The first set of the e:N Series models—e:NS1 and e:NP1—will hit the market in spring 2022 through Dongfeng Honda and GAC Honda respectively.
Additionally, three concepts under the e:N Series are being developed with the aim to begin sales within 5 fives.
New EV-dedicated production plants will be built by the aforesaid two joint ventures with the goal of starting production in 2024, said Honda.
By the end of 2025, Toyota Motor plans to roll out a total of 10 full-electric vehicle models in China, including the three models (the IZOA EV, the C-HR EV, and the Lexus UX EV) launched in 2020, the Japanese automaker said in February.
The automaker is ambitious to carry out in China the four-pronged attack for electric power solutions, including hybrid, plug-in hybrid, pure electric, as well as hydrogen fuel, within five years.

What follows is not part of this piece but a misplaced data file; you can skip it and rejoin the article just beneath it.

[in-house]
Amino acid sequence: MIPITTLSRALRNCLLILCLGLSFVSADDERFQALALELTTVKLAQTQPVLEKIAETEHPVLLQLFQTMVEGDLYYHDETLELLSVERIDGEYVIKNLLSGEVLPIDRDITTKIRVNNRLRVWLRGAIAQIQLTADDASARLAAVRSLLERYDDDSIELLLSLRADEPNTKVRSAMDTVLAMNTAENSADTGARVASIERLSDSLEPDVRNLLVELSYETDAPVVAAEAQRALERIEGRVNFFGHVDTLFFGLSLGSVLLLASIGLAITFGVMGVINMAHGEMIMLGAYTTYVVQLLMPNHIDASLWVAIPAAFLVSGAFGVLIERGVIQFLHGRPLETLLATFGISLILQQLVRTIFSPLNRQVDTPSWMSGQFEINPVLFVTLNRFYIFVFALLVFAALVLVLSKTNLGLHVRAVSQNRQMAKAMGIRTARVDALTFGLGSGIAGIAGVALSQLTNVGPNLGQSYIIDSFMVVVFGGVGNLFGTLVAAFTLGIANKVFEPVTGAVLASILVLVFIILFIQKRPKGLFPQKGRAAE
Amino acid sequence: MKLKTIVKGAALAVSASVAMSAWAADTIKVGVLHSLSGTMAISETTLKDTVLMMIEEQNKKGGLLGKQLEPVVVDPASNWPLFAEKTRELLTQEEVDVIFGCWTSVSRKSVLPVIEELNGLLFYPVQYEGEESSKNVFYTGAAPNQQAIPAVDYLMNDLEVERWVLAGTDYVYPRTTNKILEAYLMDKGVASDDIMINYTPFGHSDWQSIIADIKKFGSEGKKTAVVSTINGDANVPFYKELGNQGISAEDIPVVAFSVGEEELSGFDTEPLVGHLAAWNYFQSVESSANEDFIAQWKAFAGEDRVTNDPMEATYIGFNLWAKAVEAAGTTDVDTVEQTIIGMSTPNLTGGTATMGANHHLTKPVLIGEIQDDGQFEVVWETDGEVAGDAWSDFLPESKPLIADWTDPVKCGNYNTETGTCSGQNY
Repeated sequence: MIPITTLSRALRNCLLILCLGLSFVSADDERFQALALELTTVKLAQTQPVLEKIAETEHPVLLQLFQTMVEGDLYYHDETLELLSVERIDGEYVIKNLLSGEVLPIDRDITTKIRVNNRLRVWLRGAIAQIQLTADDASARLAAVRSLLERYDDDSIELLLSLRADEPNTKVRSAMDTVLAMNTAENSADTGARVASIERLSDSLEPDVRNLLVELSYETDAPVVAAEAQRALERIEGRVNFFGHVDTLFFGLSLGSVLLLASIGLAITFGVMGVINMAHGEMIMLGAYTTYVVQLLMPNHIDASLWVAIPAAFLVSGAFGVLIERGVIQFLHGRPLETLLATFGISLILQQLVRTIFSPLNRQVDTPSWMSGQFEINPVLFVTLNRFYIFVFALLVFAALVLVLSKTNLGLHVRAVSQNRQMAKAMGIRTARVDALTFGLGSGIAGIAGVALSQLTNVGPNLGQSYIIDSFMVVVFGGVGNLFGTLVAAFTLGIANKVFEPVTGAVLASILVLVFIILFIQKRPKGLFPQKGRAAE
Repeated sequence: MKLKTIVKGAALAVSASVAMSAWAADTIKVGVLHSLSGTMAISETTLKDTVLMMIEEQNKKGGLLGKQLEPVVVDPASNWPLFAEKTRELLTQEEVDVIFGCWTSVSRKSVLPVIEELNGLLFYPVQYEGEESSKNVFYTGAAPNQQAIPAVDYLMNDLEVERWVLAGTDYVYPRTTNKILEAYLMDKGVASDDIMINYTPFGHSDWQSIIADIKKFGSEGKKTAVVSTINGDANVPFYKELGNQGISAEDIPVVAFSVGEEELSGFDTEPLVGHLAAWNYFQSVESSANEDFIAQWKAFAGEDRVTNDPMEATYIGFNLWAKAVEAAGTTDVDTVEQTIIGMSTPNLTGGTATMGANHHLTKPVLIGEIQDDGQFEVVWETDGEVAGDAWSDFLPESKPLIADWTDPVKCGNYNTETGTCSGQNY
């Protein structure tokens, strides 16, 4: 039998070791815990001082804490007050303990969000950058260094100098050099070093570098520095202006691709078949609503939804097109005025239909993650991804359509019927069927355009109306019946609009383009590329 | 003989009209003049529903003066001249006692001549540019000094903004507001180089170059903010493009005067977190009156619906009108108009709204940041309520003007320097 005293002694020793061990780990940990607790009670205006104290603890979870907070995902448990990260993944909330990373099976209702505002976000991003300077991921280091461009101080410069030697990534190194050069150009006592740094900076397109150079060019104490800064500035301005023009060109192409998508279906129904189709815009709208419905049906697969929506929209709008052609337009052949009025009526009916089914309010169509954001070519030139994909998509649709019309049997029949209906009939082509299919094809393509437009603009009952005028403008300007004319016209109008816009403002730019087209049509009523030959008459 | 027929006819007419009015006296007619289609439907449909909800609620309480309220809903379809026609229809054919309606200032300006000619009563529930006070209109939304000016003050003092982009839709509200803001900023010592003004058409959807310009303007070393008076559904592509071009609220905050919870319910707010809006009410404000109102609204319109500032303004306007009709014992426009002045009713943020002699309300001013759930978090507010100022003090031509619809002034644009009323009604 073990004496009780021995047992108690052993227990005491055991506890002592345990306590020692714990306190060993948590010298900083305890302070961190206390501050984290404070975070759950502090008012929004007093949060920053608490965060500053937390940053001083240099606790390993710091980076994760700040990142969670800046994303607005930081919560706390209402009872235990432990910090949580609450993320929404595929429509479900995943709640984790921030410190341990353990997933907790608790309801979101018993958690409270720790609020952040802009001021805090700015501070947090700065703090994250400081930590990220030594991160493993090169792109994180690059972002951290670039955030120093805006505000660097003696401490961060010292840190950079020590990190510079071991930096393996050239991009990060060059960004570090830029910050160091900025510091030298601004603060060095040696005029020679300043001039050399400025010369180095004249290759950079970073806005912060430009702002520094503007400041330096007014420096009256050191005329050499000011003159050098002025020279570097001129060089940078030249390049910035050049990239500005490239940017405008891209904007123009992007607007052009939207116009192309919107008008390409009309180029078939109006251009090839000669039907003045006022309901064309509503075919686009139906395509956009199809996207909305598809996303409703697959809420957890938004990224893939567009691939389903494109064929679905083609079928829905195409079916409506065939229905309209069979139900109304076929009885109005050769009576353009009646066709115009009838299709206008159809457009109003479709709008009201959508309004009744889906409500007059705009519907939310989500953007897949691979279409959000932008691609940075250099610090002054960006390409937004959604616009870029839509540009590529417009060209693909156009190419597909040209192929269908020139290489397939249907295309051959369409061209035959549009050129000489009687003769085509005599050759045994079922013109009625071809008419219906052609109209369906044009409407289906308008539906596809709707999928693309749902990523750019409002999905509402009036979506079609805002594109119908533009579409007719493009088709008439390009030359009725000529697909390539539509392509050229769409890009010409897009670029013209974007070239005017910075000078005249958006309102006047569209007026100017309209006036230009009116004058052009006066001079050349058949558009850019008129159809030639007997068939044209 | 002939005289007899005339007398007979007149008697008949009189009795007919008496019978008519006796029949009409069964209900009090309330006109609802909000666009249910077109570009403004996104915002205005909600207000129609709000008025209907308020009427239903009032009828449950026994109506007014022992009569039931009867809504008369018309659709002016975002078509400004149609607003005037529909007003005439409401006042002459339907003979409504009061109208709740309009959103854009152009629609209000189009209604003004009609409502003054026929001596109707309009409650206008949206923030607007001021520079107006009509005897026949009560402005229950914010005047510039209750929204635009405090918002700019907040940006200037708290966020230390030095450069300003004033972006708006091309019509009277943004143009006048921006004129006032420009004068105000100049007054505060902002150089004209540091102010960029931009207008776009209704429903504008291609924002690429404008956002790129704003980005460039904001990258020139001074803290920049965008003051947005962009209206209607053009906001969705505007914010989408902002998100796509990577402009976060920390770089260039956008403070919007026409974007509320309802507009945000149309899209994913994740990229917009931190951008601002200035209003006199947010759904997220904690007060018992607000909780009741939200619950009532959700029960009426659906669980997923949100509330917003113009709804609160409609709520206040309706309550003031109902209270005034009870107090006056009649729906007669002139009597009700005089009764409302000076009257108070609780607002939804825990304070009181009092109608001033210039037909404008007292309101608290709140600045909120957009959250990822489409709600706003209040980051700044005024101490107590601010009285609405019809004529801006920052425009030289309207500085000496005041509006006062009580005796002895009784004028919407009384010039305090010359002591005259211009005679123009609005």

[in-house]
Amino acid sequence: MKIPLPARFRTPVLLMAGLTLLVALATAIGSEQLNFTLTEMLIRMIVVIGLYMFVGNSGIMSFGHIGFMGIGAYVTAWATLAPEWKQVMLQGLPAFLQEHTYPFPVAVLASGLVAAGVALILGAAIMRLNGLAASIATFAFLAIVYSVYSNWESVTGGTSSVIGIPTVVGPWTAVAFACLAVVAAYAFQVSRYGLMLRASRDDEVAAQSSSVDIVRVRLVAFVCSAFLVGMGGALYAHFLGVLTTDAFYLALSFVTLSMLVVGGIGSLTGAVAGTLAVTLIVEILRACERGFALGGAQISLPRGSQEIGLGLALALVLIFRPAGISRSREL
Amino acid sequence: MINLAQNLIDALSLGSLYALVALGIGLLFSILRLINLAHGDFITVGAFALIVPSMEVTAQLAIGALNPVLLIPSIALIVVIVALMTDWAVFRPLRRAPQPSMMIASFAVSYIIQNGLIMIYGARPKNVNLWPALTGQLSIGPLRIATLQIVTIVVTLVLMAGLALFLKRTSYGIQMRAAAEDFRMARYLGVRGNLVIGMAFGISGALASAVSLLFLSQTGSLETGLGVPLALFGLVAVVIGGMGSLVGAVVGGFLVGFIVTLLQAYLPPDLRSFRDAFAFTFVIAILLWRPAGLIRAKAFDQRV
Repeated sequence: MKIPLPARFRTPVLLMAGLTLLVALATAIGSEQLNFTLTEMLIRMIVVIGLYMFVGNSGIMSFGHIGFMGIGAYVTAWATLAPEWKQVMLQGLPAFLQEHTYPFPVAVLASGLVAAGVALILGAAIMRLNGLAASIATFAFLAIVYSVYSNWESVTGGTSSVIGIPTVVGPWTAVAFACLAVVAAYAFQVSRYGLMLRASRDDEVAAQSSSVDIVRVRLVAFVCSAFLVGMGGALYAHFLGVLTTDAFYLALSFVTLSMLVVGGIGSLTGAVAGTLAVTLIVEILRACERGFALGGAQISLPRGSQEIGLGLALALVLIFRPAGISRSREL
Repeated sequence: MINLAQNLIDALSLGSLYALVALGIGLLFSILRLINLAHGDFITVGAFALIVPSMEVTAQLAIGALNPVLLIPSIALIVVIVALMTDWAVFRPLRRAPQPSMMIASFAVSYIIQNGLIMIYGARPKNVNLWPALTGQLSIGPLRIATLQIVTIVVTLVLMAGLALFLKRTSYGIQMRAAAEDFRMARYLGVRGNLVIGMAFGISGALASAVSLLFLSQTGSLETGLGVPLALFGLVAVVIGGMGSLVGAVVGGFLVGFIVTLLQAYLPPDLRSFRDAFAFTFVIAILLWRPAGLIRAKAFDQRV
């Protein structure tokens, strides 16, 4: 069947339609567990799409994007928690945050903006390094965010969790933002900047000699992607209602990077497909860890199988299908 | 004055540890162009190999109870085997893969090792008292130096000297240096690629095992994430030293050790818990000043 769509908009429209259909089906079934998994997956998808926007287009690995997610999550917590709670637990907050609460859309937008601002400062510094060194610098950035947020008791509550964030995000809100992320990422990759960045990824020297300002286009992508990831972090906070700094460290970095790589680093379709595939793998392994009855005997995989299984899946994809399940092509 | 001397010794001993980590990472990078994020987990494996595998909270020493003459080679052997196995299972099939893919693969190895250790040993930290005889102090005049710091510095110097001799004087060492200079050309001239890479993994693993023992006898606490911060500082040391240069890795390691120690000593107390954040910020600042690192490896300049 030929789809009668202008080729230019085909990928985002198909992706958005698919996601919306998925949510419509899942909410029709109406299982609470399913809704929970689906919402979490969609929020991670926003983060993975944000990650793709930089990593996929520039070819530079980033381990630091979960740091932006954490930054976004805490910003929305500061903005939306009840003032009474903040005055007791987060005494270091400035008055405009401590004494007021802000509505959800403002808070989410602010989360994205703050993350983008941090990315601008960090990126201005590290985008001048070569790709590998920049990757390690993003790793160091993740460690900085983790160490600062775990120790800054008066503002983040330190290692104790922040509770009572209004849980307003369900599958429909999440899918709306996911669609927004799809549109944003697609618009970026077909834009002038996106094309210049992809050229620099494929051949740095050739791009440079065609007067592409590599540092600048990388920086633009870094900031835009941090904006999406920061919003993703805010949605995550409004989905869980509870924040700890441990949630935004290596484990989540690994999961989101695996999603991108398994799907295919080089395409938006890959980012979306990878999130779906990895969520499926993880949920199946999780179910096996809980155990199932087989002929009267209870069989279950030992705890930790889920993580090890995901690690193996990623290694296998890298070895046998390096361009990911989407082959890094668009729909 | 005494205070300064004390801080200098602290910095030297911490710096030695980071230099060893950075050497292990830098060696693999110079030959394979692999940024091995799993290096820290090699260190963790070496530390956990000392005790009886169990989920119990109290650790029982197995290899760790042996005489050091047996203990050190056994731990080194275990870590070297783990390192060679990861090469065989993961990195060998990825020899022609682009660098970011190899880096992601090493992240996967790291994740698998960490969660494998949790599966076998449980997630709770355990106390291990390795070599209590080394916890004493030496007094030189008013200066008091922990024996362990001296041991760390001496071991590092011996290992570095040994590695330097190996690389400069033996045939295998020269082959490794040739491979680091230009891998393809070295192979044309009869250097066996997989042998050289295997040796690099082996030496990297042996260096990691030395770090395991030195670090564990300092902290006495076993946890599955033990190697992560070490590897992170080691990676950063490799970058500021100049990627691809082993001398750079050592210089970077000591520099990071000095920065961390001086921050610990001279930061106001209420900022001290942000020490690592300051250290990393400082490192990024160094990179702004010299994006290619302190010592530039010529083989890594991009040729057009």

Unlike those who place biggest emphasis on pure electric vehicles, Toyota also regards hydrogen fuel cells as a centerpiece of its China e-mobility offensive. To gain a head start in China’s FCV domain, it built two Beijing-based joint ventures, namely United Fuel Cell System R&D (Beijing) Co., Ltd. (FCRD) and Toyota SinoHytec Fuel Cell Co.,Ltd. (FCTS), focusing on the development of fuel cell systems for commercial vehicles, and the manufacturing and sales of fuel cells respectively.
Nine models in Nissan's China lineup are to be equipped with electrified powertrains, including the all-electric Nissan Ariya, which made its China debut last year at the Auto China 2020 and will go on sale in the country next year.
Sylphy Zero Emission
The automaker plans to roll-out 6 e-POWER models in China by 2025 as part of its Nissan Intelligent Mobility vision for changing how vehicles are powered, driven, and applied in society.
The e-Power is a hybrid system in-house developed by Nissan, while featuring a 100% electric motor-driven system that provides responsive acceleration, smooth deceleration and cabin quietness similar to an EV, said Nissan.